Anne Allgood was a superb Joanne. When she tackled “The Ladies Who Lunch,” she said “Everybody laugh” in such a way that did make most everybody laugh. But the way she delivered the rest of the song was masterful, and showed a different interpretation: Allgood’s Joanne suggested a life full of regret.
There’s been lots of talk over the years of what a cipher Bobby is, and how he’s asked to do little but react to those around him. Cuddy was wise to cast Jim Poulous. The actor suggested that, like Christopher Isherwood and Cliff Bradshaw before him, he was a camera – and that he could be likable.
Poulous reiterated that Bobby is a single woman’s dream. He asked women about themselves, which has always been a sign of good manners and a healthy curiosity about people. This Bobby also seemed to be searching for the right thing to say. And when he parted company with Kathy, he gave her ultimate sexless sign of affection: the kiss on the forehead.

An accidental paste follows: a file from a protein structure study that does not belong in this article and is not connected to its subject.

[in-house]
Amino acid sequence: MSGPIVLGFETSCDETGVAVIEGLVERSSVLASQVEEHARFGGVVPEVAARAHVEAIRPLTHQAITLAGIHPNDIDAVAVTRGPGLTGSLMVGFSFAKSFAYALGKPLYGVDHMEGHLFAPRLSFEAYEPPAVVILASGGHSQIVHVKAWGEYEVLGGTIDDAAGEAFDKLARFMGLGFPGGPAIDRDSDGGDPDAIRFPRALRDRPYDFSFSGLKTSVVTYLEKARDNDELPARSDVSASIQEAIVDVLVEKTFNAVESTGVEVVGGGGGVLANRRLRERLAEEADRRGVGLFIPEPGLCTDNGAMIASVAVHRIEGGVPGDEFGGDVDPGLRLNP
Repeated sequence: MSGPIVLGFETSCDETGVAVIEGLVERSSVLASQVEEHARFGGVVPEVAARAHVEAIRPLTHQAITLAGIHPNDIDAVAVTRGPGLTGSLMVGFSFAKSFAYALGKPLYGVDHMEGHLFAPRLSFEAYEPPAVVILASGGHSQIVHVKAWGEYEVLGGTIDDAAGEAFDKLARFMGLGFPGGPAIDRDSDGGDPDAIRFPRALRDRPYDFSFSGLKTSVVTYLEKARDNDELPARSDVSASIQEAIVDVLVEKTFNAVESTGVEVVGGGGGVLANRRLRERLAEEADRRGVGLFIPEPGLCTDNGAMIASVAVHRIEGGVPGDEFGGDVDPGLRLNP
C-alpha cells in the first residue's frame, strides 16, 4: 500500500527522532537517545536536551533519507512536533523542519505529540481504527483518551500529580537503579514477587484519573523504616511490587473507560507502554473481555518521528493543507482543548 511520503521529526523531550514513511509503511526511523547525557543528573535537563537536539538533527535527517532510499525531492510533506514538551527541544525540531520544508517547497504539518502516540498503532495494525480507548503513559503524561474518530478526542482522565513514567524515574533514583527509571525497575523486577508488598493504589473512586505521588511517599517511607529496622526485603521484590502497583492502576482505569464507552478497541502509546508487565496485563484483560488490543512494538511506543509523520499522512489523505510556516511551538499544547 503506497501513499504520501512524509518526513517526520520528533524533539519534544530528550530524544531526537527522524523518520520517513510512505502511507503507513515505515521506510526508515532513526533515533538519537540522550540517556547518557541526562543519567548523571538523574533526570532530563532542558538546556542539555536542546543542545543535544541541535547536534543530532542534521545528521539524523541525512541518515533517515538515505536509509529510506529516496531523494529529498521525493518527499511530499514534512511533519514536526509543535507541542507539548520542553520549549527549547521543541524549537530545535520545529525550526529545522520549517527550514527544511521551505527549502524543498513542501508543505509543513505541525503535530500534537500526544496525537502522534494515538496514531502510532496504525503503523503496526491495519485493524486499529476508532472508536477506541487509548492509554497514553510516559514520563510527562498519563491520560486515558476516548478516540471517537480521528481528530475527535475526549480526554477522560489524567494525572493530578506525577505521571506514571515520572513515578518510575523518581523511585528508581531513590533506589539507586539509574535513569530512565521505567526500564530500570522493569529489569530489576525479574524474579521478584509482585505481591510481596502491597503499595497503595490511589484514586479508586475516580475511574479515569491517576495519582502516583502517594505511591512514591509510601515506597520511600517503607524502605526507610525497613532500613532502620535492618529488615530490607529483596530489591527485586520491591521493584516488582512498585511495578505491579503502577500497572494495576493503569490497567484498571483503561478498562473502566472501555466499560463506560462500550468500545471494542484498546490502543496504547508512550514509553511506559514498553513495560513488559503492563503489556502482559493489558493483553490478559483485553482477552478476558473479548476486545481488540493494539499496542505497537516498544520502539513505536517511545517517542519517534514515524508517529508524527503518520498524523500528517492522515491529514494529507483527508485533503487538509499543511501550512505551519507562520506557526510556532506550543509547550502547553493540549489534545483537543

Those who do COMPANY might not share Cuddy’s decision on how to stage “Being Alive.” He put Poulous on the floor and seemingly had him en route to a fetal position. However, do consider what lighting designer Joel Moritz did at number’s end: he put a white-hot white light on Bobby, as if to expose him.
Cuddy’s cast seemed to suggest that they knew what conversations they’d have after Bobby went home. As a result, directors might consider giving their casts this acting exercise: improvise on what you think you characters would say and do to your spouses after Bobby vamoosed.
The director also gave a nice surprise between Act One, Scene Three and Act One, Scene Four. During the scene change, the audience could see, despite the darkness, that a four-foot inflatable castle was being hauled onto the stage. What?!?!
Ah, but Cuddy had had a bright idea for David and Jenny, the couple to whom Bobby brings marijuana: make them parents. So along with the castle was an enormous stuffed frog that also served as a child’s chair. The implication that the pair had children reiterated what Jenny later said about their drug abuse: “Bobby, we’re just too old.”